Volume 39, Number 4 - July/August 2015
Libraries have been disrupted by the internet. The popular conception that everything is available on the internet dealt a serious blow to corporate research libraries.
By Marydee Ojala
Waaay back in the day, before everything search-related was done online, bq felt relying on personal contacts to answer client questions was infinitely less reliable than using databases or print sources. Many decades later, she still thinks so, and for even more reasons.
By Barbara Quint
CIL at 30, INFORUM at 21
The scholarly publication landscape is evolving, thanks to government legislation, funding agency policies, and changing publisher business models. Dee Magnoni provides an overview of several platforms, from institutional repositories to international collaborations, and gives pointers on best search strategies.
By Dee Magnoni
The Transactional Records Access Clearinghouse (TRAC), based at Syracuse University, analyzes U.S. federal government records and provides a data tool so that searchers can investigate data on their own. Its data has been influential in legal and policy decisions.
By Greg Munno
FRED (Federal Reserve Economic Data) and FRASER (Federal Reserve Archival System for Economic Research) contain a stunning amount of historical, economic, and explanatory information, with intuitive search tools that can be used by a very broad audience. No economics degree required.
By Lisette Lacroix
While information professionals may know about Factiva and Avention, sales staff look elsewhere for tools to support their work. Understanding the sales process and intelligence tools will help info pros gain the trust of salespeople and enhance their roles within the organization.
By Barbie E. Keiser
Susanne Bjørner profiles e-Libro, a privately held company founded in 1998 that has become an indispensable resource to Spanish speakers in the U.S. as well as throughout Spain and Latin America, as a provider of ebooks in addition to offering editorial, publishing, and distribution services to academic and government publishers.
By Susanne Bjørner
This commentary by Shari Thurow, SEO director of her own marketing firm, aims to clear up misconceptions many info pros have about search engine optimization technologies. It outlines why, ultimately, these SEO-provided techniques benefit searchers, be they students or those working within libraries, research centers, or independently to serve others.
By Shari Thurow
In an era of too much information, one coping mechanism with this thing called information involves using a consumer goods model. Barbara Burton identifies eight characteristics common to judging the value of both consumer and information goods.
By Barbara W. Burton
Information literacy isn't just for students: It's also important in the workplace. Although the phrase "information literacy" doesn't resonate with employers or employees, the key information-related skills of communicating, managing, planning, and presenting are seen as important competencies.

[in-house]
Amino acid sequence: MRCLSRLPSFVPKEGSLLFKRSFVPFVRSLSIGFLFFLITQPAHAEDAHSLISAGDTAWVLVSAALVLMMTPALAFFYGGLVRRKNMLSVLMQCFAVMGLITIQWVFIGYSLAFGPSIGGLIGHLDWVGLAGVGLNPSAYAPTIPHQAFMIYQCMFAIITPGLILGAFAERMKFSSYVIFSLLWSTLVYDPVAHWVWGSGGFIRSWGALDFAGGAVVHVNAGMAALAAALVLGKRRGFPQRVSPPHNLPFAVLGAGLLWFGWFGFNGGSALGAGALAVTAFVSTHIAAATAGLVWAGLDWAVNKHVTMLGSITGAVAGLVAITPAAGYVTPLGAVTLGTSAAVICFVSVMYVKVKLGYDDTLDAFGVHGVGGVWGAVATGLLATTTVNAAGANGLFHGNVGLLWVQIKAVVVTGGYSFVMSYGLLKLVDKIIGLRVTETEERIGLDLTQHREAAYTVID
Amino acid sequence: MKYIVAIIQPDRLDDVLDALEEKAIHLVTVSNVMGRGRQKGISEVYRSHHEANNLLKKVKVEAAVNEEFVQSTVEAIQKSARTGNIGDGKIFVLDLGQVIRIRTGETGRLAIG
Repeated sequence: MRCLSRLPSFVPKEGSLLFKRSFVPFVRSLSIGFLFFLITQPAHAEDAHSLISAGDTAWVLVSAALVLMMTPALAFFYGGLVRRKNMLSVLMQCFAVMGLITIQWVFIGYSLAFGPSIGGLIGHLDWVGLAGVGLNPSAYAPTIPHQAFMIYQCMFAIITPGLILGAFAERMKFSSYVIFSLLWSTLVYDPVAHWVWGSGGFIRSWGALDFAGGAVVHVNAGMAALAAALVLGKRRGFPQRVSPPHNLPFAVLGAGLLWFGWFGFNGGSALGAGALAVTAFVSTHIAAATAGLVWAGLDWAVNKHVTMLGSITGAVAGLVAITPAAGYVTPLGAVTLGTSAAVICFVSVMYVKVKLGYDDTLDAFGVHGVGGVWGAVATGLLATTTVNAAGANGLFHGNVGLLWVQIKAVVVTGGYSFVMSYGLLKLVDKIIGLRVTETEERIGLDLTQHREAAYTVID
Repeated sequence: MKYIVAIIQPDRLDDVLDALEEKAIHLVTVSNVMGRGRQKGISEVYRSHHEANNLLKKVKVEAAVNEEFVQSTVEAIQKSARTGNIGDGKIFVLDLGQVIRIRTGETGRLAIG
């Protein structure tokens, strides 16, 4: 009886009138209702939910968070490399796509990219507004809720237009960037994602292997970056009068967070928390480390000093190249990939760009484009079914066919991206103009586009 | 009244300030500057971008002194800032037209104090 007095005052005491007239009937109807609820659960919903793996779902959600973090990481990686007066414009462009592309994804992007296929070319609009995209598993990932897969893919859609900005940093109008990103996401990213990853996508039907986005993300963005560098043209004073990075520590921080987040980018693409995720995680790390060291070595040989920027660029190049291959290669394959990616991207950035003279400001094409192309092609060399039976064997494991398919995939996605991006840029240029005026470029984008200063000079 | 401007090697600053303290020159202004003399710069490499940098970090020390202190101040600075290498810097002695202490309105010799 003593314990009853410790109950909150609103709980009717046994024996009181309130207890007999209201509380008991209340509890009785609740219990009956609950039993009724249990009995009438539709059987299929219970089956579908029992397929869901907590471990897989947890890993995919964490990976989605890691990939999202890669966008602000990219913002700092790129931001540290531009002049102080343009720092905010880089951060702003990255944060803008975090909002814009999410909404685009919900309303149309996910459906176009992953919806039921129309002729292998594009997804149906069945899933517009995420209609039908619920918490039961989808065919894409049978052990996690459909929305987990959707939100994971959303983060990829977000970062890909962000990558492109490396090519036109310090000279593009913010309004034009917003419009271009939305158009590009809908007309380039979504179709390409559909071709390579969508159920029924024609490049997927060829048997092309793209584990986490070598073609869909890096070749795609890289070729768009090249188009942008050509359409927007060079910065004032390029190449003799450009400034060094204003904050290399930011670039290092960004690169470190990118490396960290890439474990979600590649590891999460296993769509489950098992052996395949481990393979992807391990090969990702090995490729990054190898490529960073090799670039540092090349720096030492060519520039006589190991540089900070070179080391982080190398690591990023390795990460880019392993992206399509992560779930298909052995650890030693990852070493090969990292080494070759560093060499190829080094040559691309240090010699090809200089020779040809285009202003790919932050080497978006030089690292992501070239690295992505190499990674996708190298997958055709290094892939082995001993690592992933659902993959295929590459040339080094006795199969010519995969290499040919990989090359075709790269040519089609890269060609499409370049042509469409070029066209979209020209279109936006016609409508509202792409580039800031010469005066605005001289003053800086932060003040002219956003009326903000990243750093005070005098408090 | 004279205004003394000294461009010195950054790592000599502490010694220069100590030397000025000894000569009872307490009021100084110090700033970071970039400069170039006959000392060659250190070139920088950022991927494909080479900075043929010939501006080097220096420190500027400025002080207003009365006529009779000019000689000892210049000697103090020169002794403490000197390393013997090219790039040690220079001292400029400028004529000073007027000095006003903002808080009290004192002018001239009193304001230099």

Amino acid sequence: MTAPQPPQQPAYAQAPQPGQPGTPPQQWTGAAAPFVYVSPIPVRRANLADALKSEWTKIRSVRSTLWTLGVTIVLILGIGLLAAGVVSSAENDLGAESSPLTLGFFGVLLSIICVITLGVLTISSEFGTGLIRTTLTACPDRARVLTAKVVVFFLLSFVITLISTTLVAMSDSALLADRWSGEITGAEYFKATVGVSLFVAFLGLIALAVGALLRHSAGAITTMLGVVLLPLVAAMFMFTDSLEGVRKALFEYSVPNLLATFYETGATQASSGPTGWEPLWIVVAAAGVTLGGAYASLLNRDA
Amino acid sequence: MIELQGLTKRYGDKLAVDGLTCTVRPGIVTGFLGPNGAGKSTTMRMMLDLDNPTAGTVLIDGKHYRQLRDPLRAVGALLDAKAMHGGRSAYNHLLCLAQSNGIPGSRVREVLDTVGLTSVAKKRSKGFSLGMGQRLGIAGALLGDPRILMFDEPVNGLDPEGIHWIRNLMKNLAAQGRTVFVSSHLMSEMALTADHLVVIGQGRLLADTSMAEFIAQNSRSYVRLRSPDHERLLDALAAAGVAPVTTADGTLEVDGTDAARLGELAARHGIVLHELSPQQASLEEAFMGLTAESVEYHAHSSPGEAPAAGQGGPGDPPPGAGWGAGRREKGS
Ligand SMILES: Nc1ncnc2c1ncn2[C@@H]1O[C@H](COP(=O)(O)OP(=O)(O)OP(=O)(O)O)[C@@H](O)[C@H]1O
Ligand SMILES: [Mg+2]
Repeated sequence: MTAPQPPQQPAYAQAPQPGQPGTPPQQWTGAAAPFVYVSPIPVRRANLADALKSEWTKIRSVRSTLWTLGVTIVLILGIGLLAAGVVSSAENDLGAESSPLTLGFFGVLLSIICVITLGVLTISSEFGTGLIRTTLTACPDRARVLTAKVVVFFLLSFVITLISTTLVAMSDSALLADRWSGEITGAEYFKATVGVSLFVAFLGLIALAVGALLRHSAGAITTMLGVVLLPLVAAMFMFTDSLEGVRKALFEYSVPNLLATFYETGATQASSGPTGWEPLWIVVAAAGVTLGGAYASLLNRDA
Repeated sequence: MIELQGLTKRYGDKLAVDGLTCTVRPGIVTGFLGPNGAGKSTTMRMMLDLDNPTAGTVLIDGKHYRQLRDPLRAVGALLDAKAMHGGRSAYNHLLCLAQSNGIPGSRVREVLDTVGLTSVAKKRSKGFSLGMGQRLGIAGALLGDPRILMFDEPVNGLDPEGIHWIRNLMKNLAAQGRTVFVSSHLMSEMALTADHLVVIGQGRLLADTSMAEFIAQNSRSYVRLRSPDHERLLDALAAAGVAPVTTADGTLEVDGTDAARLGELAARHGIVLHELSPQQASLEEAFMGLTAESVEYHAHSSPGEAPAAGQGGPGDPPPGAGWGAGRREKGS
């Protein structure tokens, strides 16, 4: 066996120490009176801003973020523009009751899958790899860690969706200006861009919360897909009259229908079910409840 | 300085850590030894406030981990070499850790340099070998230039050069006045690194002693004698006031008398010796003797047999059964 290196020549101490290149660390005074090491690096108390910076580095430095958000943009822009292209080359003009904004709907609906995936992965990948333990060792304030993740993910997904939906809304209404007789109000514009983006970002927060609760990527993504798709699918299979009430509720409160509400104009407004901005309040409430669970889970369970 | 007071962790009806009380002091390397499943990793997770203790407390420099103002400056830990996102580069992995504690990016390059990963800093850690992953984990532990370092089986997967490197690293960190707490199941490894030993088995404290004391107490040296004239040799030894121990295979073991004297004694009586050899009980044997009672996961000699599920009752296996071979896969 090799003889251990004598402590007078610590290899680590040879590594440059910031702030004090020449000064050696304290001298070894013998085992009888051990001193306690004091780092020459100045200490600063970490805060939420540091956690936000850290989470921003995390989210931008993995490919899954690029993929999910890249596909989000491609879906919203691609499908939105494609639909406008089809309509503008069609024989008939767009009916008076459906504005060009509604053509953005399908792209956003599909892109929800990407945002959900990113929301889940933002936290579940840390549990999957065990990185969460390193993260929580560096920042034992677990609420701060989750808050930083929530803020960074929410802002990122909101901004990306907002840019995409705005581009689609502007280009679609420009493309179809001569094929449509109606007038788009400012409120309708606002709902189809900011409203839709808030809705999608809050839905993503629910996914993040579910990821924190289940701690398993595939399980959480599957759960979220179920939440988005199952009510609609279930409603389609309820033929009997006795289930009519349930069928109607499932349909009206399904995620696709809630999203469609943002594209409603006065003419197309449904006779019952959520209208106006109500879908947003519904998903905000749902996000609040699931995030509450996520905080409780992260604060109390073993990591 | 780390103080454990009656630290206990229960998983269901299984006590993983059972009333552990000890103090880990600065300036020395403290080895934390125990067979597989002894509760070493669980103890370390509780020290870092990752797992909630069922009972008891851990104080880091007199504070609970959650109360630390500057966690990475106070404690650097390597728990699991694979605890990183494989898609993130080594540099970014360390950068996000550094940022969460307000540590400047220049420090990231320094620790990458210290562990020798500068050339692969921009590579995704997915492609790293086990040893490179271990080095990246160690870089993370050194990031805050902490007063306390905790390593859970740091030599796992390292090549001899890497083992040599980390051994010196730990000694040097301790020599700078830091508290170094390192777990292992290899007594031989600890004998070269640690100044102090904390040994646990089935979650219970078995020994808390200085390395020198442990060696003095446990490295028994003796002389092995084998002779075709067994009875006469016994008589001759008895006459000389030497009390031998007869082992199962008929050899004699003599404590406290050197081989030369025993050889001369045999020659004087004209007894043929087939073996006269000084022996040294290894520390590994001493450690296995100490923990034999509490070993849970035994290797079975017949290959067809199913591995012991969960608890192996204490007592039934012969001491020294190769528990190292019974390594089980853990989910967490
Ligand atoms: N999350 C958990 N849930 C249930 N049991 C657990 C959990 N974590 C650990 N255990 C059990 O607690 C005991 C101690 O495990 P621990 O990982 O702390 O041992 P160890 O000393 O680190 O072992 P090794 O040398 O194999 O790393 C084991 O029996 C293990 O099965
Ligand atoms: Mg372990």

By Charles Inskip
City librarian Irene McDermott rhapsodizes about RFID (radio frequency identification), providing its history, from how it helped to identify friend from foe during World War II and now is used to keep track of runners' times in marathons, and explains why she would so love to employ RFID technology at Crowell Public Library.
By Irene E. McDermott
On the Net
Going beyond the search box, Greg Notess looks at how search and information sharing are integrated into office apps without needing separate browsers to connect to web-based information.
By Greg R. Notess
The Dollar Sign
Finding information about people for business purposes has become both easier and harder with the advent of the web and social media. Information about ordinary people, not just CEOs and celebrities, is exploding, but verifying its accuracy can be tricky.
By Marydee Ojala
The Open Road
The next big thing for open access is open data. Librarians and information professionals are in an excellent position to lead researchers in best practices for data management, file organization, sharing, and archiving.
By Abby Clobridge
The threat of disintermediation is not new to information professionals, but new emphasis on artificial intelligence and algorithmic research has brought the topic to the fore again. Can we replace human knowledge work with machines and their sophisticated software?
By William Badke
Darlene Fichter and Jeff Wisniewski recommend looking at library services through the eyes of the users. Customer journey mapping is an excellent way to holistically view the user experience and find solutions to pain points, bumpy transitions, and gaps.
By Darlene Fichter, Jeff Wisniewski
Recommended Reading on the Internet of Things, Google, Indexing, and Reference
By Deborah Lynne Wiley
As a longtime, experienced searcher, Mary Ellen Bates is interested in how her searching behavior has changed over time, with her starting point more likely to be the web and the culmination of her research the commercial online services.
By Mary Ellen Bates